Phishing Attacks on School Districts

A phishing attack involves tricking the recipient of an email to download malware, visit a fraudulent website or open a file containing malware. Spear phishing, a variant on the attack method, personalizes the attack, making it seem as if an email is coming from a friend or colleague. Both have the same effect.

School districts are vulnerable to phishing attacks. One reason is that employees may have low levels of awareness of phishing dangers. Also, district employees may not find it strange to get a PDF or Word document sent by an unknown person. “It could be from a parent of a student,” they might think, so they open the document and then…problems. Phishing attacks can also have the victims filling out forms on fraudulent websites that lead to invoice and payments to entities that look legitimate but are in fact criminal enterprises.

Keith R. Krueger, chief executive of the Consortium for School Networking, a group that represents school technology employees, described the phishing risk exposure in the New York Times by noting, “Cyberattacks on school districts and other organizations begin when an employee — perhaps someone in the financial office, where a lot of sensitive information is stored — opens an email that appears to have come from a supervisor or even the district superintendent, but in fact carries malware that compromises the employee’s computer and the district’s network.”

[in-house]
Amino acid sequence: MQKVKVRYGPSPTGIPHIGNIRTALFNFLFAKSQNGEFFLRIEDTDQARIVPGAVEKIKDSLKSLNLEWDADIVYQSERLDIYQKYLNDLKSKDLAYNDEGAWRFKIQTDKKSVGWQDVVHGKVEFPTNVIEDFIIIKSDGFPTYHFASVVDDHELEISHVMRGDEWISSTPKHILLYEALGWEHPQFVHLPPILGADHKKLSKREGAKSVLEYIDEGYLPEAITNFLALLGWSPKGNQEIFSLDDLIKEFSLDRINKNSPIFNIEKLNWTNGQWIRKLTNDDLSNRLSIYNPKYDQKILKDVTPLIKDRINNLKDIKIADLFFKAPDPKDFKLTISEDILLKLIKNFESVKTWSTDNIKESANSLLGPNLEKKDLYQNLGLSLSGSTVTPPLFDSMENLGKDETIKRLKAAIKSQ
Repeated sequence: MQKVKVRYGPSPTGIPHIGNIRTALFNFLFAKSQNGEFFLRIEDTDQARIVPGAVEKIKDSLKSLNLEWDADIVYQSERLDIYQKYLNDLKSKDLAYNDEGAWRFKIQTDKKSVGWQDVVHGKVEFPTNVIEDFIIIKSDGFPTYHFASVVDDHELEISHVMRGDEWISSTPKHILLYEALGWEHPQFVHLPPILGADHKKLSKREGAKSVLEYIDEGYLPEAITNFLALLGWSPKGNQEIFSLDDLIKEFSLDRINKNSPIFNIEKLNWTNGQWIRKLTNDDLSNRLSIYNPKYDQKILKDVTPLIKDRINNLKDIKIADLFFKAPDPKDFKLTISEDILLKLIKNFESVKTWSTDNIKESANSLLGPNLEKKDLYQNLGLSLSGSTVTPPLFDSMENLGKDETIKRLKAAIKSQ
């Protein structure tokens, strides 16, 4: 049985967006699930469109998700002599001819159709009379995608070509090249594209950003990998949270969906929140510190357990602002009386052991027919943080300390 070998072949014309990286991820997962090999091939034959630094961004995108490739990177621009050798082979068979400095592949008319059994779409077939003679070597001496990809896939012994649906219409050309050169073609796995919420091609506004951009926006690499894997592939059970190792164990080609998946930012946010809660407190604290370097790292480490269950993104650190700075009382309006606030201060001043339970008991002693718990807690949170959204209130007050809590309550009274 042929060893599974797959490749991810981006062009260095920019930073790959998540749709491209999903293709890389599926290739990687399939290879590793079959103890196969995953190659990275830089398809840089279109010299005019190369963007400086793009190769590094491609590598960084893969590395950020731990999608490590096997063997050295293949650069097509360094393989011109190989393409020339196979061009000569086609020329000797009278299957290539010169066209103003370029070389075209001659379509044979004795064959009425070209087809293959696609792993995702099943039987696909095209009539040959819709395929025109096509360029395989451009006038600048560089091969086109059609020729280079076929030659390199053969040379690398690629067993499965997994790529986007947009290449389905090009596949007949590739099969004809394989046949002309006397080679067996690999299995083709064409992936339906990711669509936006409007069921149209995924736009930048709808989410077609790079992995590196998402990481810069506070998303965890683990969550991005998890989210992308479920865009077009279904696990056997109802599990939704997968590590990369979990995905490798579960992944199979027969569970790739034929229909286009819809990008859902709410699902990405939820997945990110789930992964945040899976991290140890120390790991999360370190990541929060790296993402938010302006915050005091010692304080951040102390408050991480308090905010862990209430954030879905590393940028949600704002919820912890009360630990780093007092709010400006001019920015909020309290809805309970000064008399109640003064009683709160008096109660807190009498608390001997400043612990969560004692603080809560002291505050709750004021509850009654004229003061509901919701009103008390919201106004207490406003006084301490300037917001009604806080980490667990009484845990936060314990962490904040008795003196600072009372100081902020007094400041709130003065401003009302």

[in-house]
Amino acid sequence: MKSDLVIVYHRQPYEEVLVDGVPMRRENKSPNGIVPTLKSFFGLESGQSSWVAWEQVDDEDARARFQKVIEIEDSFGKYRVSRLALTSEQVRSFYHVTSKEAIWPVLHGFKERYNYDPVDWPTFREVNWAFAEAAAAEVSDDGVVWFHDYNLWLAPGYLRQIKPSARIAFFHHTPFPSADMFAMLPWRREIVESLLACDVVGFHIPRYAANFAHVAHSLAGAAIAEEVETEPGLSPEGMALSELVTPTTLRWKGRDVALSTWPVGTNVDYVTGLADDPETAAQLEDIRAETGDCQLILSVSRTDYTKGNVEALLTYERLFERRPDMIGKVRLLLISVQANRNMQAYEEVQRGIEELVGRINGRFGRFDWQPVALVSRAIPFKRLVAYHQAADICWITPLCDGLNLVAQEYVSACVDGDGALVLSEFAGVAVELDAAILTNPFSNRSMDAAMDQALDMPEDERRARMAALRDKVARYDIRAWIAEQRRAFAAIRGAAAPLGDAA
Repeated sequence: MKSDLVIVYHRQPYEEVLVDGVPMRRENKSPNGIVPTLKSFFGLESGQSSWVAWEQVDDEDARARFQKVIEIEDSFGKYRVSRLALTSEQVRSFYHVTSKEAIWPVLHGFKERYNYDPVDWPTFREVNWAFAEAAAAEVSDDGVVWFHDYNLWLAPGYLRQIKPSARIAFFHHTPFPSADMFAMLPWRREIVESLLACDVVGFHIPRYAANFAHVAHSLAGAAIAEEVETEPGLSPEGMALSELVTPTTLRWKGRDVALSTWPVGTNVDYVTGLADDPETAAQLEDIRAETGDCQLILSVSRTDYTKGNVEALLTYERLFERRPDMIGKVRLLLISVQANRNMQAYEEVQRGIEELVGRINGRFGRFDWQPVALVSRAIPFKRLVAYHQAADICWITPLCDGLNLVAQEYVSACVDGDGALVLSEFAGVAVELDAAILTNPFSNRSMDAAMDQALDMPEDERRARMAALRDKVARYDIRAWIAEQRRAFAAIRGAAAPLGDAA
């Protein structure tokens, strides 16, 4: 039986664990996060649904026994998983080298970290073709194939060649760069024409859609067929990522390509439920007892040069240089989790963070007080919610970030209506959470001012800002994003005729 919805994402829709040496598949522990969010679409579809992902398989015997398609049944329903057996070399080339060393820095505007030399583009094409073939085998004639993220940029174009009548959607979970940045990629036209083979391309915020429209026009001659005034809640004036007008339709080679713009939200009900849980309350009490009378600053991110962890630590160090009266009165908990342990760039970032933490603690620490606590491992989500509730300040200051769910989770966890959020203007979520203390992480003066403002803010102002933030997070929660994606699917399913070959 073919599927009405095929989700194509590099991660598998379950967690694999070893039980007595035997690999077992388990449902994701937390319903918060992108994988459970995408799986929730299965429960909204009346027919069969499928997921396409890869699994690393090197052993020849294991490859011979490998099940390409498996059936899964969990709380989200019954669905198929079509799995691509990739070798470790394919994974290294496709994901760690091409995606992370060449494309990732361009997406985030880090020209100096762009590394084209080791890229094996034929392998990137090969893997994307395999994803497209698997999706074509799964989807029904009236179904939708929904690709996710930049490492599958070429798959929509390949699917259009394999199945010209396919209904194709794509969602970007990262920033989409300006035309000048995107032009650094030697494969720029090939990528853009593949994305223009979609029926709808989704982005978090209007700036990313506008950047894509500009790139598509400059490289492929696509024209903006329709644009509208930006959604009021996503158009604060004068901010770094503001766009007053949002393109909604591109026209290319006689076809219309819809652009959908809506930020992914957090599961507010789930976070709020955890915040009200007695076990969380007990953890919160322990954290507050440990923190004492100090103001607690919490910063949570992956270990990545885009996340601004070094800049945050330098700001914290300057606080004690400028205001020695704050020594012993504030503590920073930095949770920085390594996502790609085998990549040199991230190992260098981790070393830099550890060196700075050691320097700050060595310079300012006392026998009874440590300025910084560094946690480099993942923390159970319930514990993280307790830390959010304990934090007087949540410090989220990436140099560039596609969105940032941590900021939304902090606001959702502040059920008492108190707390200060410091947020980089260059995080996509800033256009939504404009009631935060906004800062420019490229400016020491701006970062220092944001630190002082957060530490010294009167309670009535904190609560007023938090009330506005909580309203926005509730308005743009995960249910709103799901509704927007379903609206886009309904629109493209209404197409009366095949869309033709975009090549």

Recent examples of phishing attacks against educational institutions include:

  • Spotsylvania Schools – the phishing attackers posed as contractors to the district and were able defraud Spotsylvania, Virginia schools of over $600,000. Law enforcement has been able to recover about half the money.
  • Lancaster University – this college experienced a data breach that began with a phishing attack. Attackers accessed college application data and send fraudulent invoices to applicants.

Mitigating the Risks of Ransomware and Phishing

What can be done about these risks for school systems? Dire as the situation may seem, there are a number of steps educational institutions can take to become more secure in the face of ransomware and phishing threats. These fall into the following categories:

Basic cybersecurity

While resources may be limited, it’s wise to allocate as much as possible to installing anti-malware, firewall and endpoint protection software. Other best practices include:

  • Implement a strong password policy and enforce password rotation. Prohibit password reuse